Mr Gates pointed out that sometimes Americans claimed that “we’re shouldering the whole burden of development and that, ultimately, our aid doesn’t make a big difference.” He saw it very differently: “We’re providing strategic investments that link up with many other investments to systematically make a better, more prosperous and safer world. If we do it right, we can keep shrinking the number of countries where aid is needed to zero, ” he affirmed.

I wrote to the website of the Washington Post website to congratulate  Mr Gates on putting so much effort into telling the true story of Africa, instead of just giving Africa some money and walking away to go about his business.

I also drew his attention to the fact that in listing, in his article,  the countries whose participation in the world economy helps it to achieve growth, Mr Gates did not include a single African country.

“Yet where would the world economy be today without South African and Ghanaian gold and diamonds?”I asked. “Or  Kenya and Ethiopian coffee? Uganda’s tea and coffee? Coltan from the Democratic Republic of Congo? Bauxite (for producing aluminium) from Ghana and Guinea? Where does most of the world’s iron and copper come from?” I asked.
Perhaps, Mr Gates’ researchers had fallen foul of the usual Western fallacy of determining the true value of world products from the price assigned to them by self-serving Western markets. Seen from a price point of view (I wrote) “Africa only does contribute about 3% of world trade. But if you look at the real value of African products, by adding post-processing value [“value added”] to them, you will probably get a figure nearer 40-50% of the value of world trade.”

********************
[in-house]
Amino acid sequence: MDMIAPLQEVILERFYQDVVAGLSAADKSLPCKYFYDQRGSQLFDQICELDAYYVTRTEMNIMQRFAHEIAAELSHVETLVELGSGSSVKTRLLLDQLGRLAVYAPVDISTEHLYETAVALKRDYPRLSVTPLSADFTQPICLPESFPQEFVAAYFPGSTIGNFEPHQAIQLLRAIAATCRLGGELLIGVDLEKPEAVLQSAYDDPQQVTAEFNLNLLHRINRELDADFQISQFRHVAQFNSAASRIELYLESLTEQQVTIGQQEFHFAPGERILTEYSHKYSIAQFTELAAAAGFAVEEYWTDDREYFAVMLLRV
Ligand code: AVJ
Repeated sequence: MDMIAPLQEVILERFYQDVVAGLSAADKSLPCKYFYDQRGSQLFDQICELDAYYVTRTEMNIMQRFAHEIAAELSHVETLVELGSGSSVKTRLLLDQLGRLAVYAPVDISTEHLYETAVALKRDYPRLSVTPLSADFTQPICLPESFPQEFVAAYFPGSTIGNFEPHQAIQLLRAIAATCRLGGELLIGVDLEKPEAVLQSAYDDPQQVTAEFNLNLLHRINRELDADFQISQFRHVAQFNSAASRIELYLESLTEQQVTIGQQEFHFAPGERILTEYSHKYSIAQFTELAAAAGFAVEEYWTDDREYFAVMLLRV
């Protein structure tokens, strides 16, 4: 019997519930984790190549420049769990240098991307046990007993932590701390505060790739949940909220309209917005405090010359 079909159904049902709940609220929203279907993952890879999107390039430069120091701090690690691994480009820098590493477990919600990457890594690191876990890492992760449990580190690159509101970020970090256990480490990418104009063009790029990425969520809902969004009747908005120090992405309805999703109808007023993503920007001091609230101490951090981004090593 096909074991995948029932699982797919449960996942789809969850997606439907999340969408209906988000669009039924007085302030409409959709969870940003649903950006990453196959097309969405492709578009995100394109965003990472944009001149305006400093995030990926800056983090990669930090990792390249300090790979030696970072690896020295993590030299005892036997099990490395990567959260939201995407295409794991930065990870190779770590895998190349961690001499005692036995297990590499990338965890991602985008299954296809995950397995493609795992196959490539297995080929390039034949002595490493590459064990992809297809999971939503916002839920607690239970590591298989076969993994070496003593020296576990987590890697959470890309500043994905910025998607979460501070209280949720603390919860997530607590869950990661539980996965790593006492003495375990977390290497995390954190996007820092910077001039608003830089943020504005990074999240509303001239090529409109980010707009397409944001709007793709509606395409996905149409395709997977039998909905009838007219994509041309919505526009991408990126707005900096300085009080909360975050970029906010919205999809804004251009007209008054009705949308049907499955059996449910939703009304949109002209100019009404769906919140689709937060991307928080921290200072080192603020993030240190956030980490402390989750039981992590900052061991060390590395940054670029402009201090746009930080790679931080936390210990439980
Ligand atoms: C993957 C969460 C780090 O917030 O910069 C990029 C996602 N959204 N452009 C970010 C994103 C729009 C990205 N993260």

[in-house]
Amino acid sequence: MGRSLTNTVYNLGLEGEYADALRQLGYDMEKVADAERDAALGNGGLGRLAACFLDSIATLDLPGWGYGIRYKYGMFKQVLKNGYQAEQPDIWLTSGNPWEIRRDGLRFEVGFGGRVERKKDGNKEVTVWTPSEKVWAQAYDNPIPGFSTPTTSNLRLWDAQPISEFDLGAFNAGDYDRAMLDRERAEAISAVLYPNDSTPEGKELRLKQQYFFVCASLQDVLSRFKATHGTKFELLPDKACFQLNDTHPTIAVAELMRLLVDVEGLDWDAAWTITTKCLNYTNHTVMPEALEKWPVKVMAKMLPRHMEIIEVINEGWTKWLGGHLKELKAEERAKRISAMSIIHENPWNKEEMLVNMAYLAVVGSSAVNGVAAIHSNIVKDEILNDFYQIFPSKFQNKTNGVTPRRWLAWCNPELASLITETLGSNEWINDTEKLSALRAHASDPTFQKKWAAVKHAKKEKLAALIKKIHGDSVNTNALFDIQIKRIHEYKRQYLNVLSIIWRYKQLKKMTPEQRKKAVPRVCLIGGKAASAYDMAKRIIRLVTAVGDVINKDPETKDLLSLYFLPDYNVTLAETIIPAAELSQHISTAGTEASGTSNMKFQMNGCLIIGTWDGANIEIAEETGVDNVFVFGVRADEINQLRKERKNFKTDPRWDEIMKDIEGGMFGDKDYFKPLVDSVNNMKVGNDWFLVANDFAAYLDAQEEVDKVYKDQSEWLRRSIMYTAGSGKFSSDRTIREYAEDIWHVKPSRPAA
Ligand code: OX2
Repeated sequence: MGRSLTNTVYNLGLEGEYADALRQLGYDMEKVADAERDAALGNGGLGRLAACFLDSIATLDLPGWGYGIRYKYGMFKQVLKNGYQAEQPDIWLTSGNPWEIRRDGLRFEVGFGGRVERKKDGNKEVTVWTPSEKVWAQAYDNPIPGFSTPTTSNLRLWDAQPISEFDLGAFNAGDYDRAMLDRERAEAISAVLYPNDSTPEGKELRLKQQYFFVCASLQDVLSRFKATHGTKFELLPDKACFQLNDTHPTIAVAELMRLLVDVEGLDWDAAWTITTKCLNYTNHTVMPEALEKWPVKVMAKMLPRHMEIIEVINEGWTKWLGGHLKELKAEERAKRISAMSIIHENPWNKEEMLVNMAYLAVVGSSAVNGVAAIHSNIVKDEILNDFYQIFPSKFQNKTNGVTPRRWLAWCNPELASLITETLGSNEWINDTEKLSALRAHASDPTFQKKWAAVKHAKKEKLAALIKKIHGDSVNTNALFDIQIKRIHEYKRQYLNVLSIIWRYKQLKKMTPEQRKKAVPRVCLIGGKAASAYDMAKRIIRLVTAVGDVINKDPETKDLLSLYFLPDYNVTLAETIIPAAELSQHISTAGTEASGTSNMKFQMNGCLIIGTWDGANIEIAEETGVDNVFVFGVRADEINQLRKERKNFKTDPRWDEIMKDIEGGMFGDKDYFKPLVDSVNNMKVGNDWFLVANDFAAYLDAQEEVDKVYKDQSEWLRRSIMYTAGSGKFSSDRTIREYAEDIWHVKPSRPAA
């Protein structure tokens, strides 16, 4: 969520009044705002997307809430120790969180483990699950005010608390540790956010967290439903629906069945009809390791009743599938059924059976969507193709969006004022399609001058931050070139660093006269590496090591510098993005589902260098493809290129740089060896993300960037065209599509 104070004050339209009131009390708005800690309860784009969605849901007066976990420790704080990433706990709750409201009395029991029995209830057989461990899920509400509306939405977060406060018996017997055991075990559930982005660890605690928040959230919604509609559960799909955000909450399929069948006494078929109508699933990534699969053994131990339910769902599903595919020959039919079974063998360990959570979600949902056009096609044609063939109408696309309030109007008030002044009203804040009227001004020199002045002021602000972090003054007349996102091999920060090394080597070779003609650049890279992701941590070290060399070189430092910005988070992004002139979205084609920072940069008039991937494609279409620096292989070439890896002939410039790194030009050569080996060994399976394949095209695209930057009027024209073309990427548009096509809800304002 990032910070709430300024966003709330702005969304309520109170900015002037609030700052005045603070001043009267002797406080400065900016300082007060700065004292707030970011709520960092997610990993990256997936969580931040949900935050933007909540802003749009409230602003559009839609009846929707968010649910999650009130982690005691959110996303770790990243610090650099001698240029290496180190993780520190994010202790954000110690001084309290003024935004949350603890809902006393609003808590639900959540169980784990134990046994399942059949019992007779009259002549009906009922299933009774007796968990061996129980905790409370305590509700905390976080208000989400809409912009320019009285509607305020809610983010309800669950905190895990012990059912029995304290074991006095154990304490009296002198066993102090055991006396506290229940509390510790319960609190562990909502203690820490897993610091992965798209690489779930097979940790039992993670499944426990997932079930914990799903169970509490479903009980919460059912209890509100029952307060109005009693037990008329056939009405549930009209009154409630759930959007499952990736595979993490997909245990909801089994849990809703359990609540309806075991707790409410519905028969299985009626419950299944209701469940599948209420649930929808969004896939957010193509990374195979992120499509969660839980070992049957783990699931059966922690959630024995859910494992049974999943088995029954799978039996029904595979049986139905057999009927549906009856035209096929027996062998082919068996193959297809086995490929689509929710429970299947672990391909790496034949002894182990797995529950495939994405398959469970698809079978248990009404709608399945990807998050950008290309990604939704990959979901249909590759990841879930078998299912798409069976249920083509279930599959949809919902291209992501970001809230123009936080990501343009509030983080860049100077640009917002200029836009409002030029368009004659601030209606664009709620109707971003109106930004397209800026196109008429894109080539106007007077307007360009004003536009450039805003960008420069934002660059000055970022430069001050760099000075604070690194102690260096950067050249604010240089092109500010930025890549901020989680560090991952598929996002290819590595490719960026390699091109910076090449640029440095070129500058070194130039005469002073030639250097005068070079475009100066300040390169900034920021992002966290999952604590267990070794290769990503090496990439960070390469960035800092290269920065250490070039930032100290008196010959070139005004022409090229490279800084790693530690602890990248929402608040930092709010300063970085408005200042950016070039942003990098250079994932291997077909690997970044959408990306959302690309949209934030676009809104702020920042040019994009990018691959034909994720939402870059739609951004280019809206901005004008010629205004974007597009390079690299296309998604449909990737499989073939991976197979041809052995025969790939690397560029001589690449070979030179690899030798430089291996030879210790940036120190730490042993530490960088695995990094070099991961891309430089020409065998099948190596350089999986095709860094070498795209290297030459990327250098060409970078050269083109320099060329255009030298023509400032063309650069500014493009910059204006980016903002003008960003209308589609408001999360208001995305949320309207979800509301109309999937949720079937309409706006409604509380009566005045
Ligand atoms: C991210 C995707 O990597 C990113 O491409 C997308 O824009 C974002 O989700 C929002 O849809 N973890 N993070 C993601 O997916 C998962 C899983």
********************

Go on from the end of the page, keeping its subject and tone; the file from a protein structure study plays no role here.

I went on: “I am not joking: try this for size: transforming crude oil into petroleum products; metals into machinery; raw coffee into Starbucks cuppas at $4-5 a cup; cocoa into chocolates and confectionery; gold ingots from South Africa and Ghana into jewellery and the gold bars  held as “reserves” in Fort Knox, the Swiss banks and China; uncut diamonds from Botswana and Sierra Leone that are turned into the sort of stuff with which Richard Burton wooed Elizabeth Taylor; etcetera.”

I then outlined my challenge to Mr Gates: “I hope that whilst trying to save lives in Africa through your  initiatives on health issues, you will also direct your powerful intellect towards comprehending this vital issue of the West undervaluing Africa’s products, in the interests of Western cornucopia. For unless African countries acquire the means of adding value to their raw materials before export, they will continue to be poor and be dependent on aid.

“What is needed is a psychological breakthrough which will convince African countries to spend less money on idiotic things like arms, and divert the savings thus made, into acquiring machinery that produces “value-added.” When people like me speak, the African governments do not listen because they think those who are not rich do not have any sense. But you, with your great wealth, can reach them because they respect the ideas that enabled you to become so rich.
Also, Mr Gates, it is an information issue, and you are peculiarly well-placed to lead an information initiative that would correctly appreciate the African economic dilemma  — probably by developing software that informs the world about it — and thereby  assist the Africans to liberate themselves from economic slavery.

“For, Mr Gates” (I added)  “what is the point of liberating African babies from malaria, if they are only to grow up  into serfs whose products will only serve to enrich the shareholders of Starbucks, Anglo-American, Hershey, Cartier, or Nokia among others? Would Microsoft have been as successful as it is, if the value of its software had been left to be determined solely by the PC manufacturers?”

I concluded: “The African babies you are saving from disease are saying to you, ‘Come to Macedonia and help us!’ Please listen to them.”